We looked at some art while at the art institute, I promise. Thanks to the recommendation of a good friend who is a installer there we decided on a whirlwind tour of the (kind of) new modern & contemporary wings.
First, my obsession with anyone I once wrote a paper about in undergraduate…. here is quite a bit of Max Ernst.
Max Ernst, Spanish Physician, 1940
Max Ernst, Forest and Sun, 1928
Max Ernst, The Blue Forest, 1925
Max Ernst, Summer Night in Arizona, 1944
…and here’s the Max Ernst at the Albright Knox that moved me to write said paper in Art History 102…. I learned a lot about frottage…(I obviously like Age of Forests the best of all)
There was also the usual parade of abstract expressionists there…
While still a bit dismissive of these guys, a few of them (actually, only Mark Rothko, Robert Motherwell and sometimes Helen Frankenthaler) have started to inch themselves into my heart & sub-conscious. Mark Rothko has become particularly impressive after spending quite a bit of time in his Tower installation at the National Gallery in Washington DC.
Unfortunately, I think he’s at his best when not crowed out by all the other action painters usually placed next door.
(I forgot, Clyfford Still wormed his way into my esteem lately as well…sigh. I guess I may like those guys after all)
This one is always a winner….
Rene Magritte, Time Transfixed, 1938
The institute also had a special dark room for works on paper to be displayed. It was actually dark in there! (hence, no photos)
Some more companion pieces to more familiar ones from the Albright’s collection.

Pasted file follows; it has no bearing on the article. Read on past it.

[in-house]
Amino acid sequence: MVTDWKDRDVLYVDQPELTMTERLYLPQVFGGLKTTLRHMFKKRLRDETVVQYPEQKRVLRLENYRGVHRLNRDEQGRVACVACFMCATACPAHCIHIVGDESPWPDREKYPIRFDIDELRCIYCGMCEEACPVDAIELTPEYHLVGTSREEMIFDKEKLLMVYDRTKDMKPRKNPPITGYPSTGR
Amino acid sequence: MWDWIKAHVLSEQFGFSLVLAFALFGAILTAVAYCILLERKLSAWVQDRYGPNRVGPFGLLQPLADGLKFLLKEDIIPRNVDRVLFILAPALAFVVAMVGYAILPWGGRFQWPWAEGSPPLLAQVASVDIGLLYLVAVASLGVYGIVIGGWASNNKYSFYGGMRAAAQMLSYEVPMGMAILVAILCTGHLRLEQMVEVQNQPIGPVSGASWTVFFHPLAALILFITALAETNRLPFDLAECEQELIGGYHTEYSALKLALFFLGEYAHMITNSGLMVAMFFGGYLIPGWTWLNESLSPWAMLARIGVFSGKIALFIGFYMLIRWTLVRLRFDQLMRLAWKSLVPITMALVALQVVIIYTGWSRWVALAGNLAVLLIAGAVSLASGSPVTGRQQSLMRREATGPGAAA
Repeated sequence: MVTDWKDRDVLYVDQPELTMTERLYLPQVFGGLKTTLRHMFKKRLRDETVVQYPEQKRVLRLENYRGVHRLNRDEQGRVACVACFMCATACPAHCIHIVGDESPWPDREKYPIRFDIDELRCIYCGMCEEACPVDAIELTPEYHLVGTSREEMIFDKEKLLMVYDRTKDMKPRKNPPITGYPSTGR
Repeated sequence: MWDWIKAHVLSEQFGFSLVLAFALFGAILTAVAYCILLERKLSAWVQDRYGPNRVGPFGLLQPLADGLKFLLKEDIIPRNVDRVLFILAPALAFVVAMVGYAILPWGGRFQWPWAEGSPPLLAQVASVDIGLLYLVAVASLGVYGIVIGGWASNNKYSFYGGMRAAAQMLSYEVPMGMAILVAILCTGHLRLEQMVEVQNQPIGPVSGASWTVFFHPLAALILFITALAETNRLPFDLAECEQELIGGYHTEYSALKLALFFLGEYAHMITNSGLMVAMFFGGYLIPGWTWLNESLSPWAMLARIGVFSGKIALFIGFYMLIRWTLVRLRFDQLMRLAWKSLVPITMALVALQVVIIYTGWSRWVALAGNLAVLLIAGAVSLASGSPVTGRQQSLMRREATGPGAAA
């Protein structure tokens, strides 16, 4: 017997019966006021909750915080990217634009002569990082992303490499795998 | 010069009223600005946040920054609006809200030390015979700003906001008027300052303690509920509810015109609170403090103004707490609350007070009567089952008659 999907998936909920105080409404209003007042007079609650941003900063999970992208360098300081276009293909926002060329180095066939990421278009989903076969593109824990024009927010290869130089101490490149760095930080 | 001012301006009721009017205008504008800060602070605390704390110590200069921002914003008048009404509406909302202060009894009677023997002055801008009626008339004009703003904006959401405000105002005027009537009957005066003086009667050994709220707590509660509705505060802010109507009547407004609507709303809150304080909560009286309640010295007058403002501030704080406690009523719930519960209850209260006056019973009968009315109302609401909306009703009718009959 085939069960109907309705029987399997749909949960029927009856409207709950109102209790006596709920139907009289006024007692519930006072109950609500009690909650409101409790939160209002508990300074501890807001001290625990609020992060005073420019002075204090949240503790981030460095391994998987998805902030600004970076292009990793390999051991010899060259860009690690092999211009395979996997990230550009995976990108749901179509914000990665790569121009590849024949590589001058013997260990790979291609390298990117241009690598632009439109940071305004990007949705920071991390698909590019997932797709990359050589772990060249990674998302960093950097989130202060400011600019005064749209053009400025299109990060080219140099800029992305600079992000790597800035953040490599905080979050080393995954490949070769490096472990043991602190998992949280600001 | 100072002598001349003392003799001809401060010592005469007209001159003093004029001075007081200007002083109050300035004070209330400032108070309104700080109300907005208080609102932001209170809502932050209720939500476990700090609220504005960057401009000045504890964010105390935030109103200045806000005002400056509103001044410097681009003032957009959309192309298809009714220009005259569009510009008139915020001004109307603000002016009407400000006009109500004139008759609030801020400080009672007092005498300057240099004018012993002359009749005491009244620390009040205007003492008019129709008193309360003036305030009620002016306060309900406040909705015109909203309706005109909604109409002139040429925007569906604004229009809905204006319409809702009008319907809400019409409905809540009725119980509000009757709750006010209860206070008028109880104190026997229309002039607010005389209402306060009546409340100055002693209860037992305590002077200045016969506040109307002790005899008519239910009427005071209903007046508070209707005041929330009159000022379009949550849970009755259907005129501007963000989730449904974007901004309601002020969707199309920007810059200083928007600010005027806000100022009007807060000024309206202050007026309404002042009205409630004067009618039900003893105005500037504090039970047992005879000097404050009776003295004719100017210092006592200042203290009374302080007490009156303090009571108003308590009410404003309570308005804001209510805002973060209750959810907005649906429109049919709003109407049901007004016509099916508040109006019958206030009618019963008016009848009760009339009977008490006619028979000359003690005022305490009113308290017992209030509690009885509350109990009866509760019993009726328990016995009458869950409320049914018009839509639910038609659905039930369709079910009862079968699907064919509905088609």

Chaim Soutine, Dead Foul, 1926
Chaim Soutine, Carcass of Beef, 1925
This time I prefer the Institutes Dead Foul to the Albright’s Carcass of Beef.
Although, the Albright’s Soutine period frame is way more kick ass. (believe me, I’ve had to watch its delicate corners during transporting)
Franz Marc, both Awesome, both made in the same year!
Franz Marc, The Bewitched Mill, 1913
Franz Marc, The Wolves,1913
Guess who this guy is!
Farm near Duivendrecht, 1916
Bet you didn’t think it was Piet Modrian!
Never heard of this person but they warrant some future research.
Nathalija Gontcharova, Spanish Dancer, 1916
And last, but not least, The Robert Delaunay that inspired my first Etching in my introductory Intaglio class at SUNY Buffalo.
Robert Delaunay, Champs de Mars: The Red Tower, 1911/23
…and heres my subsequent print in response to The Red Tower and a family trip to Norfolk, Virginia (after my instructor told my I wasn’t in high school anymore and I couldn’t turn in another dinosaur still life)
Amanda Maciuba, Norfolk, Virginia, Intaglio, 2006
Leaving you with that winning image….